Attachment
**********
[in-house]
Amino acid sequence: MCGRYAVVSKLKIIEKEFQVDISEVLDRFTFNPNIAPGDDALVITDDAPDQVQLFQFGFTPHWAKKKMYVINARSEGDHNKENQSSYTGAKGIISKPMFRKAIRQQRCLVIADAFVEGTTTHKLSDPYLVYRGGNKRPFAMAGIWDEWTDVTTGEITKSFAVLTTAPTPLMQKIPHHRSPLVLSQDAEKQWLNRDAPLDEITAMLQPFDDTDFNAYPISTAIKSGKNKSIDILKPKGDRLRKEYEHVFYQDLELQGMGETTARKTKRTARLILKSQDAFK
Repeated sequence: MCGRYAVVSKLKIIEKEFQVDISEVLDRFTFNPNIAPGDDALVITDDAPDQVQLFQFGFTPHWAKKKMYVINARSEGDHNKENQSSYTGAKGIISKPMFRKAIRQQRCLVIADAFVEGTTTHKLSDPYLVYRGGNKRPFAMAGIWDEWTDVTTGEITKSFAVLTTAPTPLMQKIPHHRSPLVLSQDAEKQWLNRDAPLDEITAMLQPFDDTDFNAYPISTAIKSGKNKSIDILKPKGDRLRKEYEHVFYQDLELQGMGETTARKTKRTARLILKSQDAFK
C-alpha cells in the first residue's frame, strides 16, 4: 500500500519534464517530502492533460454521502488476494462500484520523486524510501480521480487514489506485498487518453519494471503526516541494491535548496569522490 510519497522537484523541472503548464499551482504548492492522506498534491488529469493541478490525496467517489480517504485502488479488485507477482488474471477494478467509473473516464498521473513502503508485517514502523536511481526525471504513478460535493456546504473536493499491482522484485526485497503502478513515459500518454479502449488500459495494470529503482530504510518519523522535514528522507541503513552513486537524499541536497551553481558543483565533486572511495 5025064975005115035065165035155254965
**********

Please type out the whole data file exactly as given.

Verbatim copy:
[in-house]
Amino acid sequence: MCGRYAVVSKLKIIEKEFQVDISEVLDRFTFNPNIAPGDDALVITDDAPDQVQLFQFGFTPHWAKKKMYVINARSEGDHNKENQSSYTGAKGIISKPMFRKAIRQQRCLVIADAFVEGTTTHKLSDPYLVYRGGNKRPFAMAGIWDEWTDVTTGEITKSFAVLTTAPTPLMQKIPHHRSPLVLSQDAEKQWLNRDAPLDEITAMLQPFDDTDFNAYPISTAIKSGKNKSIDILKPKGDRLRKEYEHVFYQDLELQGMGETTARKTKRTARLILKSQDAFK
Repeated sequence: MCGRYAVVSKLKIIEKEFQVDISEVLDRFTFNPNIAPGDDALVITDDAPDQVQLFQFGFTPHWAKKKMYVINARSEGDHNKENQSSYTGAKGIISKPMFRKAIRQQRCLVIADAFVEGTTTHKLSDPYLVYRGGNKRPFAMAGIWDEWTDVTTGEITKSFAVLTTAPTPLMQKIPHHRSPLVLSQDAEKQWLNRDAPLDEITAMLQPFDDTDFNAYPISTAIKSGKNKSIDILKPKGDRLRKEYEHVFYQDLELQGMGETTARKTKRTARLILKSQDAFK
C-alpha cells in the first residue's frame, strides 16, 4: 500500500519534464517530502492533460454521502488476494462500484520523486524510501480521480487514489506485498487518453519494471503526516541494491535548496569522490 510519497522537484523541472503548464499551482504548492492522506498534491488529469493541478490525496467517489480517504485502488479488485507477482488474471477494478467509473473516464498521473513502503508485517514502523536511481526525471504513478460535493456546504473536493499491482522484485526485497503502478513515459500518454479502449488500459495494470529503482530504510518519523522535514528522507541503513552513486537524499541536497551553481558543483565533486572511495 5025064975005115035065165035155254965